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Bug #10250

User-Agent HTTP header not being set on CONNECT requests

Added by Feldhacker (Chris Feldhacker) about 5 years ago. Updated about 5 years ago.

Status:
Open
Priority:
Normal
Assignee:
-
Target version:
-
ruby -v:
ruby 2.0.0p481 (2014-05-08) [i386-mingw32]
[ruby-core:65088]

Description

(This was originally reported as RubyGems issue https://github.com/rubygems/rubygems/issues/1012, contributors determined this is actually a bug in core Ruby.)

Per issue https://github.com/rubygems/rubygems/issues/825, RubyGems is supposed to be setting the HTTP User-Agent header, like:
RubyGems/2.2.2 x86_64-darwin-13 Ruby/2.1.0 (2013-12-25 patchlevel 0)

However, network tracing reveals that the User-Agent header is not being sent on HTTP CONNECT requests to the proxy server, which is needed for some companies to be able to white-list RubyGem traffic. Only bare minimal headers are present:

CONNECT api.rubygems.org:443 HTTP/1.1
Host: api.rubygems.org:443

Please set the HTTP User-Agent header on HTTP CONNECT requests.
Thanks!

History

Updated by usa (Usaku NAKAMURA) about 5 years ago

I found that the internet-draft (Dec.1995) mentioned about the User-Agent header for CONNECT, but the final RFC (RFC2817, May.2000) doesn't.
Thus, sending the User-Agent header is not official, so I think it's the problem of the proxy server which requires it.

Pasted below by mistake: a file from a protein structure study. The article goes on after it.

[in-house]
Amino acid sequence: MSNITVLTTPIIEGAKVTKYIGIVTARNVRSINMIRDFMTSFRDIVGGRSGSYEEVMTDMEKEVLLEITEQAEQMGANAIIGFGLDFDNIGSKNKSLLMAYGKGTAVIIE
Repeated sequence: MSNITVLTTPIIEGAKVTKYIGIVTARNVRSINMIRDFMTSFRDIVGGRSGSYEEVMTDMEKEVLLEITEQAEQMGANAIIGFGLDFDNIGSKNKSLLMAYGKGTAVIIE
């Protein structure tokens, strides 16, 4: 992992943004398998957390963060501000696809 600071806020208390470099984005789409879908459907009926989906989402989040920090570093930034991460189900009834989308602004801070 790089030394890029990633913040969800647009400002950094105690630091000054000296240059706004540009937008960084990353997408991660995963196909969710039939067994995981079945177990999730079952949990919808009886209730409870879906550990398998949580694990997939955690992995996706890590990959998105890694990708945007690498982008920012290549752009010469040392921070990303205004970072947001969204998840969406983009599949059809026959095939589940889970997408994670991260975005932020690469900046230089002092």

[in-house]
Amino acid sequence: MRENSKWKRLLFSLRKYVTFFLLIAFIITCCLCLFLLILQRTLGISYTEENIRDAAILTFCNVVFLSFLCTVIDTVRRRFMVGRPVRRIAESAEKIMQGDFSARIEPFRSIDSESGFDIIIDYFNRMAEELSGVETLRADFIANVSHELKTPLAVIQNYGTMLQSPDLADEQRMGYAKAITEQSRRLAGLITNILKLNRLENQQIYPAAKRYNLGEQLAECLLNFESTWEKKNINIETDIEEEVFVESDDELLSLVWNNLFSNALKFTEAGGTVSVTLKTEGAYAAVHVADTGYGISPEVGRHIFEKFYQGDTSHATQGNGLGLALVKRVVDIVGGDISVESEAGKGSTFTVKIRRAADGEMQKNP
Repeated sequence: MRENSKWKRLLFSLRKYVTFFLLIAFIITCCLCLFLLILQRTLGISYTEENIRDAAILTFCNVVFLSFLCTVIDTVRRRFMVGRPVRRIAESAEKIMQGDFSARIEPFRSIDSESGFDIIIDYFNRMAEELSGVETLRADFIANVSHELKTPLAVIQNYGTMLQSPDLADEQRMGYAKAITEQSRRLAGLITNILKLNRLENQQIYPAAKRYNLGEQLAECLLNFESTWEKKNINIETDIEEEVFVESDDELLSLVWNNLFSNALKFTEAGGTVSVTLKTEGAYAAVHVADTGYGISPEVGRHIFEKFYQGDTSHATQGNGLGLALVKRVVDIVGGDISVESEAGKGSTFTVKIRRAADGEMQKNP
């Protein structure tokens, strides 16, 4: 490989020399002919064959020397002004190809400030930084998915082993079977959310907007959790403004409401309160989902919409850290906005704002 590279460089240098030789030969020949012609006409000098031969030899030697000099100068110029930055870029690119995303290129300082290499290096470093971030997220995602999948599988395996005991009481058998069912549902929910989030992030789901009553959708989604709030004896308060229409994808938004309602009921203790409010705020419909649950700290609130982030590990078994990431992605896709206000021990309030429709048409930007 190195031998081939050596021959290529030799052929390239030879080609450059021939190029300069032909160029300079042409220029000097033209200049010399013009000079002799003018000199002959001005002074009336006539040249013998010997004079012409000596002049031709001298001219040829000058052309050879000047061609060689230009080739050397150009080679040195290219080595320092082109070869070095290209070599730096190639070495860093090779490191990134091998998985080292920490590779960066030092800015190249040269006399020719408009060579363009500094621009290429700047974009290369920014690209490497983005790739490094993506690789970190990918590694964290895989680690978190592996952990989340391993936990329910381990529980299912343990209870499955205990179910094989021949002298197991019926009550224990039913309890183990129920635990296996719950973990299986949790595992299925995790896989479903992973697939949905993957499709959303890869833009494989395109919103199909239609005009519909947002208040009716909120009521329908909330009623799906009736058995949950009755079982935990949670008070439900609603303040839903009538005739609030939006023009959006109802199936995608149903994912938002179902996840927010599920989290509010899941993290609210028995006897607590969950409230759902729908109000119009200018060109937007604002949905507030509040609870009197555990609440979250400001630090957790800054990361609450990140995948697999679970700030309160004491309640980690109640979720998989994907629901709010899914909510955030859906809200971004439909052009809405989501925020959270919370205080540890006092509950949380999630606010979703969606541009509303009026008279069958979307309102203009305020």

Could you refute me with some concrete evidence?
Enumerating the implementations of proxy servers which need the User-Agent header, showing the specification document or others...

Updated by Feldhacker (Chris Feldhacker) about 5 years ago

In the (RFC2817, May.2000) doc you reference, section "5.2 Requesting a Tunnel with CONNECT" indicates that "Other HTTP mechanisms can be used normally with the CONNECT method..." and then goes on to provide an example where a "Proxy-Authorization" header is also sent to the proxy.

Unfortunately, the doc doesn't seem to elaborate on what "other HTTP mechanisms" means, nor does it provide what other examples might be beyond the Proxy-Authorization header...

It's hard to provide proxy server examples as many of the common enterprise-level "web gateways" are hidden behind support logins, but I did manage to find these:

https://community.mcafee.com/docs/DOC-4804
https://www.bluecoat.com/security-blog/2014-04-29/protecting-your-organization%E2%80%99s-web-browsing-new-internet-explorer

(BlueCoat, McAfee, Symantec, Trend Micro, etc -- a good list is available in this chart: http://images.machspeed.bluecoat.com/EloquaImages/clients/BlueCoat/%7B814625d3-ff03-444b-b846-1b04817a14d5%7D_gartner-2014-mq-graph.jpg)

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